I first heard the term CD Ladder several years ago while listening to a Saturday morning radio show that dealt with topics like mutual funds, annuities and estate planning.
Archive for September, 2010
Last week, I mentioned several ways to decrease the cost of going out to eat – if you must eat out. Of course, I neglected to mention the #1 way to hold down restaurant costs: get someone else to pay. I suppose some of you might be better at that than others . . .
Mrs. Stew recently walked in the door carrying several department store bags. I noticed because she does not usually come home from the store with her arms full unless she is coming home from the grocery store.
The beatitudes are statements by Christ that provide the guide or example of how those of us who are a part of God’s kingdom should order our lives. The most famous passage on the beatitudes is found in the Sermon on the Mount in Matthew 5. This is the list that includes “blessed are the meek”, “blessed are they that mourn”, etc. In Luke chapter six, we find a similar list recounted by the author. It is certain that Christ spoke these principles on a regular basis throughout his ministry in order to clearly illustrate how a follower of Christ should behave.
Going out to eat is almost never a frugal decision no matter what eatery you choose – from fast food to all-you-can-eat to fine dining – you are always going to spend more than the actual value of the food that you consume. So why do we still eat out? For the service. A lot of people can cook food that tastes just as good as restaurant food (including Mrs. Stew), but we go out to eat so that we do not have to prepare the food and do the dishes.
We agonized over the decision for a long time. The new place came with a much smaller yard, no garage, but new carpeting, new appliances and of course, lower rent. Mrs. Stew and I are serious about cutting expenses and we were ready to make the hard choices needed to adjust our lifestyle to the new place. We were going to need to throw out or sell a lot of our stuff – including things that we might have otherwise wished to keep. Items like extra kid’s bicycles, a chest freezer, an extra bed for guests and more.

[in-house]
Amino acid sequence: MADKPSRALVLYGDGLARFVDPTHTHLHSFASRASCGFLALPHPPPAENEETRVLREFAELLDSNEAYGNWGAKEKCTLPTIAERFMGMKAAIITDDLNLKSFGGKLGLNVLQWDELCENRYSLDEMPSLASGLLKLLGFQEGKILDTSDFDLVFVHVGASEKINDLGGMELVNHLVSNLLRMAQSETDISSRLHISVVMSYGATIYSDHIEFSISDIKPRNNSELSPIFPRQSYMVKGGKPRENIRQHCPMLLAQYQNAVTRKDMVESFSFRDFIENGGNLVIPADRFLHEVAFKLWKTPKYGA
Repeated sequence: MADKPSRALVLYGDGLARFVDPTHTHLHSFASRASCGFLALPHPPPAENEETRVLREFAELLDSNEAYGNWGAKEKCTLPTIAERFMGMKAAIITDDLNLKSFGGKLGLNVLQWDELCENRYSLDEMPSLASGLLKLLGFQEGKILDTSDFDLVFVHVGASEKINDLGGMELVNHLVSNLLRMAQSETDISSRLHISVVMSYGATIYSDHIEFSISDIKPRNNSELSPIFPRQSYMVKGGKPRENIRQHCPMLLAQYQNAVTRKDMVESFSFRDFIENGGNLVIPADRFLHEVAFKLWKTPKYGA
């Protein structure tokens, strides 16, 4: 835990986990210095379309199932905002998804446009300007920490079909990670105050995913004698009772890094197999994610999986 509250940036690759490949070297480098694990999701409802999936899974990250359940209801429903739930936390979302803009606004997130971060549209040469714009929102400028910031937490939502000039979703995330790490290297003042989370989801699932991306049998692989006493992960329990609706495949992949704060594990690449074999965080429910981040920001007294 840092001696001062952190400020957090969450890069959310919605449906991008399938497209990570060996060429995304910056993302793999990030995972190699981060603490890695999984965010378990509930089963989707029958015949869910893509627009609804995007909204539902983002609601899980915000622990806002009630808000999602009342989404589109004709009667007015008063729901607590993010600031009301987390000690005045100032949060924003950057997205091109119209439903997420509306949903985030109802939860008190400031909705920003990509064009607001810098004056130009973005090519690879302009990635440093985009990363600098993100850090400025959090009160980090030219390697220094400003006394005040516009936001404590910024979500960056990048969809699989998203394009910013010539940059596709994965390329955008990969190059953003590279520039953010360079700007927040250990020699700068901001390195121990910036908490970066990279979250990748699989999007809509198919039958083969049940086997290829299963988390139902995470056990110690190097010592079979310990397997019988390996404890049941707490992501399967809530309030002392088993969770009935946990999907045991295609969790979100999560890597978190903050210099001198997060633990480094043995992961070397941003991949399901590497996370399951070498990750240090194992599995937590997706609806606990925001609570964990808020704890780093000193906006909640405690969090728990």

In March of 2008, I took a job several states away and my family and I packed up and moved. We immediately put our house on the market, but it took almost eighteen months for it to sell. I have recounted most of the story here at Gather Little by Little:
If my day job were actually a “day” job with a set schedule and regular hours, I would almost certainly have a part-time job to go with it. As it is, my only alternate stream of income is blogging which works well with my varied schedule.
I am always on the lookout for other ways to make a little extra cash, especially if it is a change-of-pace job. For instance, if your full-time job is as a school teacher, you might want to find a part-time job where you do not have to deal with people. If you have a stationary office job, you might want to get outside, if you are a construction worker, you might want a part-time job where you can get off your feet. Here are a few possibilities: